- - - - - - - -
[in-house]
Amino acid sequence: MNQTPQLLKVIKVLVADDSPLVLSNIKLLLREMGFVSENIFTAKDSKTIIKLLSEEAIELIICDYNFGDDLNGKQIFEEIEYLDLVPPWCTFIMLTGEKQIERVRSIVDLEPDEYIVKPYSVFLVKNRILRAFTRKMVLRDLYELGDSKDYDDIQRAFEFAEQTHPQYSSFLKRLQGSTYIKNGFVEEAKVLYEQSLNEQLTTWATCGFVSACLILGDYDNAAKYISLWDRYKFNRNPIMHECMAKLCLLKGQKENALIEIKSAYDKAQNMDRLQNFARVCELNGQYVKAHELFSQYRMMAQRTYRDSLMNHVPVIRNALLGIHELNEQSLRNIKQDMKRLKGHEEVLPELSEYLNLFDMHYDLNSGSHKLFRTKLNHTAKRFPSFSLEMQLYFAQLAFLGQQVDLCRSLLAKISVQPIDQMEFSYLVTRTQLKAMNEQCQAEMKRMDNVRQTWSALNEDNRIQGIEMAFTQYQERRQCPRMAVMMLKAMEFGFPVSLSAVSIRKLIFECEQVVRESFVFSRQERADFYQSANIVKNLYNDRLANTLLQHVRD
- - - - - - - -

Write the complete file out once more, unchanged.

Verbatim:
[in-house]
Amino acid sequence: MNQTPQLLKVIKVLVADDSPLVLSNIKLLLREMGFVSENIFTAKDSKTIIKLLSEEAIELIICDYNFGDDLNGKQIFEEIEYLDLVPPWCTFIMLTGEKQIERVRSIVDLEPDEYIVKPYSVFLVKNRILRAFTRKMVLRDLYELGDSKDYDDIQRAFEFAEQTHPQYSSFLKRLQGSTYIKNGFVEEAKVLYEQSLNEQLTTWATCGFVSACLILGDYDNAAKYISLWDRYKFNRNPIMHECMAKLCLLKGQKENALIEIKSAYDKAQNMDRLQNFARVCELNGQYVKAHELFSQYRMMAQRTYRDSLMNHVPVIRNALLGIHELNEQSLRNIKQDMKRLKGHEEVLPELSEYLNLFDMHYDLNSGSHKLFRTKLNHTAKRFPSFSLEMQLYFAQLAFLGQQVDLCRSLLAKISVQPIDQMEFSYLVTRTQLKAMNEQCQAEMKRMDNVRQTWSALNEDNRIQGIEMAFTQYQERRQCPRMAVMMLKAMEFGFPVSLSAVSIRKLIFECEQVVRESFVFSRQERADFYQSANIVKNLYNDRLANTLLQHVRD